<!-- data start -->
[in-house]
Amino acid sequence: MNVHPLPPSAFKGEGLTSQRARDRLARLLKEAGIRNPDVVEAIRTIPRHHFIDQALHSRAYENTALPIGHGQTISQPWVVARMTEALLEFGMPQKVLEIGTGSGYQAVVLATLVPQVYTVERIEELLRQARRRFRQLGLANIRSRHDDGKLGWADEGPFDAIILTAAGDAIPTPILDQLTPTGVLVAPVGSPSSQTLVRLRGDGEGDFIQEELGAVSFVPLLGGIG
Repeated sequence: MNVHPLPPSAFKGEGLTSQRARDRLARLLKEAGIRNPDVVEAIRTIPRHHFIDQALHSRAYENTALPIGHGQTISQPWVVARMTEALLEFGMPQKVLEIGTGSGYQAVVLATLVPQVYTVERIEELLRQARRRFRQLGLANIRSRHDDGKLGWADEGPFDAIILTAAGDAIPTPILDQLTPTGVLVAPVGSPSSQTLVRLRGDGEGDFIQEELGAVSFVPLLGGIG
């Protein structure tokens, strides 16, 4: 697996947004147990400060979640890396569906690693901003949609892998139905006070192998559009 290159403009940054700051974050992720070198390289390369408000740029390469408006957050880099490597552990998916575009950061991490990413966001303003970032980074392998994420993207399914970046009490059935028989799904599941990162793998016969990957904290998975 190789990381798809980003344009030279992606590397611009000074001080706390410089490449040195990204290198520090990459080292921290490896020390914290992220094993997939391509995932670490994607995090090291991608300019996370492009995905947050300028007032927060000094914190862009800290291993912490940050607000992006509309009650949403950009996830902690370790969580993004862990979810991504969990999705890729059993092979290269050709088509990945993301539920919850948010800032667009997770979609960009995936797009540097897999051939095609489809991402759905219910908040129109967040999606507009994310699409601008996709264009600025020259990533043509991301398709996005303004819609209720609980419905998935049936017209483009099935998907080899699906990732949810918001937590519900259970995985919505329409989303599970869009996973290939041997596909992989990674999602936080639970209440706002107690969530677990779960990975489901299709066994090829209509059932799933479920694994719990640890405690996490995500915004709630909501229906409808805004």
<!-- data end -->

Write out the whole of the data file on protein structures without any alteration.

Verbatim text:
[in-house]
Amino acid sequence: MNVHPLPPSAFKGEGLTSQRARDRLARLLKEAGIRNPDVVEAIRTIPRHHFIDQALHSRAYENTALPIGHGQTISQPWVVARMTEALLEFGMPQKVLEIGTGSGYQAVVLATLVPQVYTVERIEELLRQARRRFRQLGLANIRSRHDDGKLGWADEGPFDAIILTAAGDAIPTPILDQLTPTGVLVAPVGSPSSQTLVRLRGDGEGDFIQEELGAVSFVPLLGGIG
Repeated sequence: MNVHPLPPSAFKGEGLTSQRARDRLARLLKEAGIRNPDVVEAIRTIPRHHFIDQALHSRAYENTALPIGHGQTISQPWVVARMTEALLEFGMPQKVLEIGTGSGYQAVVLATLVPQVYTVERIEELLRQARRRFRQLGLANIRSRHDDGKLGWADEGPFDAIILTAAGDAIPTPILDQLTPTGVLVAPVGSPSSQTLVRLRGDGEGDFIQEELGAVSFVPLLGGIG
């Protein structure tokens, strides 16, 4: 697996947004147990400060979640890396569906690693901003949609892998139905006070192998559009 290159403009940054700051974050992720070198390289390369408000740029390469408006957050880099490597552990998916575009950061991490990413966001303003970032980074392998994420993207399914970046009490059935028989799904599941990162793998016969990957904290998975 190789990381798809980003344009030279992606590397611009000074001080706390410089490449040195990204290198520090990459080292921290490896020390914290992220094993997939391509995932670490994607995090090291991608300019996370492009995905947050300028007032927060000094914190862009800290291993912490940050607000992006509309009650949403950009996830902690370790969580993004862990979810991504969990999705890729059993092979290269050709088509990945993301539920919850948010800032667009997770979609960009995936797009540097897999051939095609489809991402759905219910908040129109967040999606507009994310699409601008996709264009600025020259990533043509991301398709996005303004819609209720609980419905998935049936017209483009099935998907080899699906990732949810918001937590519900259970995985919505329409989303599970869009996973290939041997596909992989990674999602936080639970209440706002107690969530677990779960990975489901299709066994090829209509059932799933479920694994719990640890405690996490995500915004709630909501229906409808805004």